We rested well after the excitement of the previous evening’s kill. In the morning one of our guides (Ben) lead us on a walk with several of the Masai from the camp. We came across a tremendous amount of lion spoor as we walked. We learned about trees, herbs, insects (what do you know about cocktail ants?), spoor and enjoyed vistas of the surrounding area. I don’t know how long I could stay alive on wild carrots in the bush, but at least I know I could find one now! The walk was appropriate for all fitness levels and we spent a bit over an hour in total walking through the bush.
We headed back to the camp for breakfast then headed out to drive into the Masai Mara National Park to do site inspections and to see whatever animals we might. We came across jackal, topi, eland, impala and giraffe on our way to our first site inspection at Mara Explorer Camp.
The camp has just 10 luxury tents and is set at the confluence of the Masai Mara’s four main game-viewing areas. The migration can usually be seen from camp between July – September. All tents face the Talek river and is fitted with either a king size bed or 2 twin beds. They are furnished in a classic style of the grand African safaris, with fine hand-carved mahogany furniture, antique chests and historic prints. Tents are equipped with a luxurious en-suite bathroom with twin basins and has a Victorian claw-foot bathtub offering secluded open-air bathing.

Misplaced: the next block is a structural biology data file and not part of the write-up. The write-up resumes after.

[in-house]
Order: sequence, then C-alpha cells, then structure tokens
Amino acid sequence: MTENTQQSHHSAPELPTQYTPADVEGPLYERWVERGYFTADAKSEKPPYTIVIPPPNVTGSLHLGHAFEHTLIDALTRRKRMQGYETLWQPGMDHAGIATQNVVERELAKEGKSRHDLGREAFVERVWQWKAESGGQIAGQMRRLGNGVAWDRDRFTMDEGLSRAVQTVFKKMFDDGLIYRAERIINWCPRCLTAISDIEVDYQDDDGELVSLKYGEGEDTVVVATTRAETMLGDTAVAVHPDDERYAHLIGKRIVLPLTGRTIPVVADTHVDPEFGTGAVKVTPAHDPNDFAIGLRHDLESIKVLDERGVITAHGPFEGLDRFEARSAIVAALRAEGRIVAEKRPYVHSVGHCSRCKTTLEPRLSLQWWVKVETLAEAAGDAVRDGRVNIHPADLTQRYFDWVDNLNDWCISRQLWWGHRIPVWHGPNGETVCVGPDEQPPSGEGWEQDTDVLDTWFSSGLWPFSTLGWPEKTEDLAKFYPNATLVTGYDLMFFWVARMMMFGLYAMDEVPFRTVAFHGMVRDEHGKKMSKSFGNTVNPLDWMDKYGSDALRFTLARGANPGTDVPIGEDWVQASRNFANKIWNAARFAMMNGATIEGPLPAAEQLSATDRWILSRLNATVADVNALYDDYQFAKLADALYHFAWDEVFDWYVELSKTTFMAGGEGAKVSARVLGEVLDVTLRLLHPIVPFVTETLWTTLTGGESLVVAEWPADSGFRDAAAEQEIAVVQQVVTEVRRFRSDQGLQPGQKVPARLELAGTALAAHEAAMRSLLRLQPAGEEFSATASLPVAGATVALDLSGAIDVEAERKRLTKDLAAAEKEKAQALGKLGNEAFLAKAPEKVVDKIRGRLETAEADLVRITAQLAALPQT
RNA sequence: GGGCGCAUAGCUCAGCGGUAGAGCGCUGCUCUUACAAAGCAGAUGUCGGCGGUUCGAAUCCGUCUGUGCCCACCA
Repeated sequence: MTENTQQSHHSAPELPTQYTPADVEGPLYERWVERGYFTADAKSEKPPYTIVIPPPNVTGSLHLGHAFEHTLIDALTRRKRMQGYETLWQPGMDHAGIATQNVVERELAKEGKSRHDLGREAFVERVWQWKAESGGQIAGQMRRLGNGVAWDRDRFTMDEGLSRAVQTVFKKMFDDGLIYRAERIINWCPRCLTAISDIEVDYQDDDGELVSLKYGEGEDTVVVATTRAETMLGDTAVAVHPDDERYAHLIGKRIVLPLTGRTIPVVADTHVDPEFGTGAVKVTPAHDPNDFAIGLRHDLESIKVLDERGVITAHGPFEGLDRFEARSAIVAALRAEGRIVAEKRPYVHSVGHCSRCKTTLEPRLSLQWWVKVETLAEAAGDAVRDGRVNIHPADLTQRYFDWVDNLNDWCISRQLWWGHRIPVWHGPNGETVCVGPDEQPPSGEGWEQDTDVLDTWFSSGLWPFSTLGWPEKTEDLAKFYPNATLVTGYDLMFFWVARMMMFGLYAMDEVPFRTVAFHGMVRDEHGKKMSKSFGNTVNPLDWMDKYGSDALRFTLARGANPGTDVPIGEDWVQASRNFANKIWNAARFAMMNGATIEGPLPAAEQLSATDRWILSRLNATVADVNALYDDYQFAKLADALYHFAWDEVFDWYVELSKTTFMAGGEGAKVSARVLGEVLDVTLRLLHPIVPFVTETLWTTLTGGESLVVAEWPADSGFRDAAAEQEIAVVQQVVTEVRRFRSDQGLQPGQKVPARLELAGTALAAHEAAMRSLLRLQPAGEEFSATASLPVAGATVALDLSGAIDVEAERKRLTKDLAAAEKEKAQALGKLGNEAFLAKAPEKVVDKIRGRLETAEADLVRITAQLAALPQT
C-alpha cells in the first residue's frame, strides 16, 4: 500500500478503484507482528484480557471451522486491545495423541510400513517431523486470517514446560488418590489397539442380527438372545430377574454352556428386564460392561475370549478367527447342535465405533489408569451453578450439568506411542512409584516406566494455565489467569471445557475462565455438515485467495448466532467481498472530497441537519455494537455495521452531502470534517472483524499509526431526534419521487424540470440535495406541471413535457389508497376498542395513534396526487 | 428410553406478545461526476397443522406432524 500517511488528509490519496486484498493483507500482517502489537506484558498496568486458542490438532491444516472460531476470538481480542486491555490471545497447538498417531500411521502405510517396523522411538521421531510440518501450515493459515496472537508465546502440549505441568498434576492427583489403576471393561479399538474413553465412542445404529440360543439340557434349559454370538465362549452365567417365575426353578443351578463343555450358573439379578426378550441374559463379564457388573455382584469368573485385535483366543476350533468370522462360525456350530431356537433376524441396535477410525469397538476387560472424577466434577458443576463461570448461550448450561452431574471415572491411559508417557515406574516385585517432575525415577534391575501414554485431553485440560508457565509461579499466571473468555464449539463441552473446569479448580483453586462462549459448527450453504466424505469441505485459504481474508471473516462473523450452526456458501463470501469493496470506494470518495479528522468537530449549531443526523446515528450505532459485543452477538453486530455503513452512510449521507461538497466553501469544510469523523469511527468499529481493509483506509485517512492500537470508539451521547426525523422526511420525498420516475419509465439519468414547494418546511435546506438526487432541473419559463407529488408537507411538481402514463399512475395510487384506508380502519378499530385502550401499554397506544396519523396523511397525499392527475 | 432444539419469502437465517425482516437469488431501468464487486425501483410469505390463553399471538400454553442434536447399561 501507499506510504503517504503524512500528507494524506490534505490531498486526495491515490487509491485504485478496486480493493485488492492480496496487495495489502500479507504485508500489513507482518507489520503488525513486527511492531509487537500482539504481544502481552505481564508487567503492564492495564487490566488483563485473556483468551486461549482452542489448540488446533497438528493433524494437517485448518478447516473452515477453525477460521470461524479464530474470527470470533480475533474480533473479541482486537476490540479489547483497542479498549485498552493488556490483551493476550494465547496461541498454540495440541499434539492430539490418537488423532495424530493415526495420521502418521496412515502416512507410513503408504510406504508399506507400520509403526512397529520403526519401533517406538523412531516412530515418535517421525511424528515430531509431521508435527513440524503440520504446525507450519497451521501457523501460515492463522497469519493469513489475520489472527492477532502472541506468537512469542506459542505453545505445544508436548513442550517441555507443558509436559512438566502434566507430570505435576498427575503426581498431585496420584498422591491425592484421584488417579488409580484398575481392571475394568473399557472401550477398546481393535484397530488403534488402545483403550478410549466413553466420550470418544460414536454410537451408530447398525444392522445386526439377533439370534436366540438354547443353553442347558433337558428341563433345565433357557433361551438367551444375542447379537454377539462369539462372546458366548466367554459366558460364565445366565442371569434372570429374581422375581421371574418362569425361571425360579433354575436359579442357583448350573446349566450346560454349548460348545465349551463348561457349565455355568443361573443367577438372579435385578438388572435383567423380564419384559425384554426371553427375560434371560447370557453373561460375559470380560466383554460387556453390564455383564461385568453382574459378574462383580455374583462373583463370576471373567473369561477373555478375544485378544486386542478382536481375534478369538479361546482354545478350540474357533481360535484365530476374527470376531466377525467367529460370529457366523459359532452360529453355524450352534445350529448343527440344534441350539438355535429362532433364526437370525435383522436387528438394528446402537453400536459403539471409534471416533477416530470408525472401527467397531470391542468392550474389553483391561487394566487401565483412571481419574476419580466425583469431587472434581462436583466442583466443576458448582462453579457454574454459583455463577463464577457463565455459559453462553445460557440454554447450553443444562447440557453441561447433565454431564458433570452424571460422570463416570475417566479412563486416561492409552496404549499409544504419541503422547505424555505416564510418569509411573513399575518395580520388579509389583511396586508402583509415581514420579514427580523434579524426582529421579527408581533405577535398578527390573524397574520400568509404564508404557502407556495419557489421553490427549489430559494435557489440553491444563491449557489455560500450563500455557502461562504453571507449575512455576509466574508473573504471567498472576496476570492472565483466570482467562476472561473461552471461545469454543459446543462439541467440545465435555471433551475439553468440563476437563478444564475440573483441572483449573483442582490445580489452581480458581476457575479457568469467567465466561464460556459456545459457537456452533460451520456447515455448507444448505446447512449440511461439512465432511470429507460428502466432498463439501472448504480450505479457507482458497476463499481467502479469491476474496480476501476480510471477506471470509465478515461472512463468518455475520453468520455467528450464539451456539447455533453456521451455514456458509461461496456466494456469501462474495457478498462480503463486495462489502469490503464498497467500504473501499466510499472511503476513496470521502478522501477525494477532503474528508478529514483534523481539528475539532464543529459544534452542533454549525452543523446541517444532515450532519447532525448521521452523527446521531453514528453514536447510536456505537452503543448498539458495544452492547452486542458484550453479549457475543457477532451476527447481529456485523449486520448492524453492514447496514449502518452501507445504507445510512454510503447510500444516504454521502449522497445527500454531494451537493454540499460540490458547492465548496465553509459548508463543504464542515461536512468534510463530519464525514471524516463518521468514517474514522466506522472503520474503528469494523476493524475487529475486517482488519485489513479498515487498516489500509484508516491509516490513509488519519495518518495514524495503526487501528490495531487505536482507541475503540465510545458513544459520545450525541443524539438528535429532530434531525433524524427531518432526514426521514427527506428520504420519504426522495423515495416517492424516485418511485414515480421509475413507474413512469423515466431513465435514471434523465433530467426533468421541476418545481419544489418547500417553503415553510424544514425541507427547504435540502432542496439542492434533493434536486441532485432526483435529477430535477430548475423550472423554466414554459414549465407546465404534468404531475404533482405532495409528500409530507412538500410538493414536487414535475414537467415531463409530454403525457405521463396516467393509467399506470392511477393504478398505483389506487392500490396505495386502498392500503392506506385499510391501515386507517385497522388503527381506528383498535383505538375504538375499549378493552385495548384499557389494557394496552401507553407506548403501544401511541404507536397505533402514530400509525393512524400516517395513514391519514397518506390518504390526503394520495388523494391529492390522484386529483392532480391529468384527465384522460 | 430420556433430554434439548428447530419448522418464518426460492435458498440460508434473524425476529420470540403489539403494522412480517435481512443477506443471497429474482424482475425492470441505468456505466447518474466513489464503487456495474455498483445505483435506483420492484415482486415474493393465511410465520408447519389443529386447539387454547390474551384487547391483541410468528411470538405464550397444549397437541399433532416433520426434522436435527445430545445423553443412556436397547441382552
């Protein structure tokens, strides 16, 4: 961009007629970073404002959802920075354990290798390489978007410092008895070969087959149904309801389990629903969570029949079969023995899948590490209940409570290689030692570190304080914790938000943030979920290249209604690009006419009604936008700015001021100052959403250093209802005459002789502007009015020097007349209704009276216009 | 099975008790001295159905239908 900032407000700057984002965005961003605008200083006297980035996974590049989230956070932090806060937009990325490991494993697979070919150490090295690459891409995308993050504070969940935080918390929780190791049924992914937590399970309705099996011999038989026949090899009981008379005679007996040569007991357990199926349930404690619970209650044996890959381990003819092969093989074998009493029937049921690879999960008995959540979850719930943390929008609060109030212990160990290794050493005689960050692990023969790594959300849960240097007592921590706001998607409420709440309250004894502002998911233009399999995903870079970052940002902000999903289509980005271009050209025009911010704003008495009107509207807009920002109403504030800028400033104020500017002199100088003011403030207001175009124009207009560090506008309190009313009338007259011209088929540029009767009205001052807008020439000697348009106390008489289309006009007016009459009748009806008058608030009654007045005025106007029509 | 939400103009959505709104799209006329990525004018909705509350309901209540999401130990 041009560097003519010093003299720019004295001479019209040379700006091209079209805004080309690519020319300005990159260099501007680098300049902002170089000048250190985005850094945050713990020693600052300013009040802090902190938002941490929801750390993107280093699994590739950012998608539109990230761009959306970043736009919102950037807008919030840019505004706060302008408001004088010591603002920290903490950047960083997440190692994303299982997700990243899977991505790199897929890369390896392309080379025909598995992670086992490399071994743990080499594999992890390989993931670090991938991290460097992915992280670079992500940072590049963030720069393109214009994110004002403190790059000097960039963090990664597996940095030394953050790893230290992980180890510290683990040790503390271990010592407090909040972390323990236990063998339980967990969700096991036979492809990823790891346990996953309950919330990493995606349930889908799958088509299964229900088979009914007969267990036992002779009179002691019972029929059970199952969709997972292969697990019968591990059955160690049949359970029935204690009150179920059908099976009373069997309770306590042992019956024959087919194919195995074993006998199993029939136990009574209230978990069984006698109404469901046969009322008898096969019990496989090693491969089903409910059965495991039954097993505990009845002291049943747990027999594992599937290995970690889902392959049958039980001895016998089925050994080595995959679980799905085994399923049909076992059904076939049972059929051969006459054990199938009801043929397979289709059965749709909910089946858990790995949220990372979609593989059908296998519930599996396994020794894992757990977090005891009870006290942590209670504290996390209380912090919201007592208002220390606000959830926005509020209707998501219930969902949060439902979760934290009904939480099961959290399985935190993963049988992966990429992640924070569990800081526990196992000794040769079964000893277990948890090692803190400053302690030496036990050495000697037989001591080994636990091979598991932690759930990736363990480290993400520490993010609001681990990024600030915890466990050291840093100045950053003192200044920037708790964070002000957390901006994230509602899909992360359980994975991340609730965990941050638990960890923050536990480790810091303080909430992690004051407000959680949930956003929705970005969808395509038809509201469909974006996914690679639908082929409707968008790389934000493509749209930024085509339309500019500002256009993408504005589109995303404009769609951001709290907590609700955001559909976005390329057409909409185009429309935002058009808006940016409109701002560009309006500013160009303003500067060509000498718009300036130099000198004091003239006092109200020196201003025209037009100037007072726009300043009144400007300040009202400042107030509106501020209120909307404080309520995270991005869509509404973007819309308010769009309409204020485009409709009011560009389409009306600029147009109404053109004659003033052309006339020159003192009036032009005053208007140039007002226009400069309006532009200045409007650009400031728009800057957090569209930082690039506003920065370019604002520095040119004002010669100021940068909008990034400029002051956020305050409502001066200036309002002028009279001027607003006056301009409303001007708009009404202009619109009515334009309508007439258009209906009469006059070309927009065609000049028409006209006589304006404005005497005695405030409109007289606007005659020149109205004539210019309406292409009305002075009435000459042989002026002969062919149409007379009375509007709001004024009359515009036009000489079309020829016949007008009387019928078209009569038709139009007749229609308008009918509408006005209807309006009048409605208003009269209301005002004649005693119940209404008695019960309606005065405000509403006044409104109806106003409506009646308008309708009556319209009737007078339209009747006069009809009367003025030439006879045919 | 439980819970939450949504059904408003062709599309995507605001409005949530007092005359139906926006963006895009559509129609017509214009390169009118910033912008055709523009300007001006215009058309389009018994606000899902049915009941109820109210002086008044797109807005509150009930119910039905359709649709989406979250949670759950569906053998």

It’s sister camp Mara Intrepids is nearby. It is larger, with 30 tents – though they still have a luxurious feel. They are furnished with either a queen or two twin beds, and each bathroom has hot and cold running water with a flush toilet and shower. Mara Intrepids also offers family tents. The two bed-roomed family tents include a comfortable lounge and an outside deck looking out at the river and the plains beyond. One of the rooms is fitted with a queen size bed and the other 2 twin beds. The camp offers a play and education center for children, a swimming pool and boasts a large organic garden.
Both camps offer game drives three times daily, as well as other excursions such as bush dinners and balloon safaris at an additional cost.
From Intrepids, we made our way to Rekero Camp. It was an uneventful drive except for the river crossing where we encountered a few hippos. Fortunately, we didn’t get in their way!
Rekero was ‘home’ for the filmmakers of Disney’s African Cats during much of the filming and I can see why. The camp is situated along a stunning stretch of river and the main mess faces an area where crossings are frequently witnessed. The camp is seasonal (June – March) and caters for up to twenty guests in nine tents of which two are suited for families. Tents are comfortable with stylish touches, but also basic. There are flush toilets, but no running water and showers are ‘safari’ style. The camp itself is quite eco-friendly because it is seasonal and basic.
Our final stop of the day was Naibor Camp. We’ll leave that for a bit later, as I had the opportunity to stay there the following evening.
On the way to our camp for the evening (Porini Lion Camp in the Olare Orok Conservancy), we saw topi (with lots of babies!), impala, kingfishers, hippos, warthogs, giraffes, eland and dung beetles. We were tired from the long day, but after getting settled in camp we did manage to muster enough energy to head out to the nearest hill for a sundowner cocktail. We enjoyed great sundowner stories and a stunning sunset over the Mara. A lovely dinner with other camp guests was followed by a restful and quiet night’s rest.
Next: More lions!
All photos © Gretchen Healey, except Mara Intrepids tent – courtesy Heritage Hotels LTD.